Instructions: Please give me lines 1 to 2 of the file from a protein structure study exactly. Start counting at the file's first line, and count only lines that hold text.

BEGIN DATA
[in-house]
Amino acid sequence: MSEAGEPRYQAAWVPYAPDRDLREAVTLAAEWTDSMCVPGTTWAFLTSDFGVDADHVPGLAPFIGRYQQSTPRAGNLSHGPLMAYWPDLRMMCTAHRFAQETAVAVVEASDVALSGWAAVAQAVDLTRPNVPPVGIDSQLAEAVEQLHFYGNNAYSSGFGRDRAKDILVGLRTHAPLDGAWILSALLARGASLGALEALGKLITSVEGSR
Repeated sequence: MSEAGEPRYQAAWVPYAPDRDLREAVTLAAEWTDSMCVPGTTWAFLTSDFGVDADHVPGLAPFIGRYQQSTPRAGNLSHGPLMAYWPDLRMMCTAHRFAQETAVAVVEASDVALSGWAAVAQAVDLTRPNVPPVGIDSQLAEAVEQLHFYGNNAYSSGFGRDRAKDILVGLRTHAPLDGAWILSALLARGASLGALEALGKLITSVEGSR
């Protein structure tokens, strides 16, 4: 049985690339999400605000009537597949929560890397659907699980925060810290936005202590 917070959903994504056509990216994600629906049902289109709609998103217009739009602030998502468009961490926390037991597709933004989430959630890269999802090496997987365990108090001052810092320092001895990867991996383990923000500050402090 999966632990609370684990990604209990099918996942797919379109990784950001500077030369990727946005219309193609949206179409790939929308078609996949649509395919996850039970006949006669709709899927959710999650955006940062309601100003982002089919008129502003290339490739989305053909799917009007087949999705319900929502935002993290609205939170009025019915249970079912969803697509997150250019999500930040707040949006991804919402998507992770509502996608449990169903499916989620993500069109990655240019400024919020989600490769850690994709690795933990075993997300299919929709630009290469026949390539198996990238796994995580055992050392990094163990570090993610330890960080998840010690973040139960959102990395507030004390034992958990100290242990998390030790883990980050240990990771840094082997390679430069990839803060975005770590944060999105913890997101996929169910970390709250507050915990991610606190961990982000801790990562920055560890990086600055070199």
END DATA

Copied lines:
[in-house]
Amino acid sequence: MSEAGEPRYQAAWVPYAPDRDLREAVTLAAEWTDSMCVPGTTWAFLTSDFGVDADHVPGLAPFIGRYQQSTPRAGNLSHGPLMAYWPDLRMMCTAHRFAQETAVAVVEASDVALSGWAAVAQAVDLTRPNVPPVGIDSQLAEAVEQLHFYGNNAYSSGFGRDRAKDILVGLRTHAPLDGAWILSALLARGASLGALEALGKLITSVEGSR